Published: 00:01, 16 June 2014
Every bride remembers how they felt on their wedding day.
But beneath the smile in the pictures of her big day Nicky Clifford was battling with life-threatening renal failure – her dialysis equipment concealed beneath her dress.
Now, 20 years on from a kidney transplant, she is trying to contact the family of the man who gave her back her life, while also hoping to encourage 20 more people to join the organ donor register.
The 46-year-old received the shock diagnosis in 1991, after failing a medical for a new job, despite showing no symptoms apart from tiredness.
Her health quickly deteriorated and she was put on continuous ambulatory peritoneal dialysis, meaning half-inch wide tubes connected her stomach to a special bag she had to carry around with her.
Four times a day she had to drain and replace the 1.5 litres of dialysis fluid while wearing a mask.
Nicky, an invigilator at St Simon Stock School, said: “I could feel the liquid travelling around my body and it was quite painful.
“I got so used to it I could do it in half an hour, using a coat hanger to make a drip.
“I’ve dialysed in public toilets, in the middle of a field during an Army assault course, and even on a plane when I was flying to Barbados for my honeymoon – that got some strange looks.”
One of the dangers is an infection called peritonitis – and this once saw husband Antony rush her by car to hospital in Canterbury from a holiday in Edinburgh while she lay in the footwell in crippling pain.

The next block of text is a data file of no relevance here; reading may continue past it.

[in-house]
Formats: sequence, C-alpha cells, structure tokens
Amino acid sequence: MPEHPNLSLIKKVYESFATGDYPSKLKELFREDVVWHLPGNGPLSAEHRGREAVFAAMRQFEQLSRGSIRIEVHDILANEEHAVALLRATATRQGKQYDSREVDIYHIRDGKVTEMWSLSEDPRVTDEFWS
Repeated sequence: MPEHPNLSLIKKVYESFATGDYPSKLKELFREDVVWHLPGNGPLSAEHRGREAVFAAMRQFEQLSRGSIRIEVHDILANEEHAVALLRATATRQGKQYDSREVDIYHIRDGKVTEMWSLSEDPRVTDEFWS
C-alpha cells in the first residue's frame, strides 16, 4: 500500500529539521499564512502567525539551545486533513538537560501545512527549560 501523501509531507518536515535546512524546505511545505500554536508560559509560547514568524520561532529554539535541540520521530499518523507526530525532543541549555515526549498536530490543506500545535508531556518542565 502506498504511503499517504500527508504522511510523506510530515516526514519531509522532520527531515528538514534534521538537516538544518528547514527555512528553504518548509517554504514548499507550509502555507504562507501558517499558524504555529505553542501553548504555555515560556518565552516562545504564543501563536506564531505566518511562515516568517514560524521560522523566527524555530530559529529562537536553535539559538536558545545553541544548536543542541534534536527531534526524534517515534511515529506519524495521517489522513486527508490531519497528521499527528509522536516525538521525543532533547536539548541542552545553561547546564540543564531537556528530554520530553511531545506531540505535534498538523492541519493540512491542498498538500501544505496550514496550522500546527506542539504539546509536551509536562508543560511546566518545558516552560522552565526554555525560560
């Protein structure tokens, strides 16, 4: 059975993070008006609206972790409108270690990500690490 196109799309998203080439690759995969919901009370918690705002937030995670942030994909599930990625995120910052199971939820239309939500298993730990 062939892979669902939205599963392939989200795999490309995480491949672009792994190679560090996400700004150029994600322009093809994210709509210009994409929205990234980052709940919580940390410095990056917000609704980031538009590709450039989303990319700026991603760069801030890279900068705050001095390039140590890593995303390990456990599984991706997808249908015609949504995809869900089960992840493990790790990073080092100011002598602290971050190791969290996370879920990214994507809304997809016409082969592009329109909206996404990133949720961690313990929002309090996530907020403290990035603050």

Nicky added: “It changed my life. During my wedding breakfast everyone had to stop eating while I went off to dialyse and I had to hide the tubes under my dress.
“I couldn’t have a bath or go swimming, so I was always sat at the edge of the pool on my honeymoon and I fainted a few times because I couldn’t get cool.
“I didn’t look any different but in the end I couldn’t climb the stairs or get dressed.”
Nicky had been on dialysis for around two-and-a-half years, when she got the call she longed for and the transplant took place at Guy’s Hospital in London.
All she knows about her donor is that he was a 35-year-old man who died in a motorbike accident.
But after discovering that the letter she wrote his family had never reached them, she has made it her aim to thank them this year – the 20th anniversary of the transplant.
She added: “I remember sitting in bed with tears falling on the page as I wrote the letter, and it was only five years ago I found out it was still in a filing cabinet.”
Nicky was told she was unlikely to be able to conceive after the treatment, but against the odds she had daughters, Megan, 17, and Ella, 13.
“My children wouldn’t be here if it wasn’t for him. They’re my miracles.”
She has also skydived from a plane, abseiled 450 feet, been a Brownie leader and is currently a Downswood parish councillor.
In August she will be going for gold at the British Transplant Games, where she has competed for more than 16 years in table tennis and power walking.
“I’m trying to live my life for him.”
More information from www.organdonation.nhs.uk.
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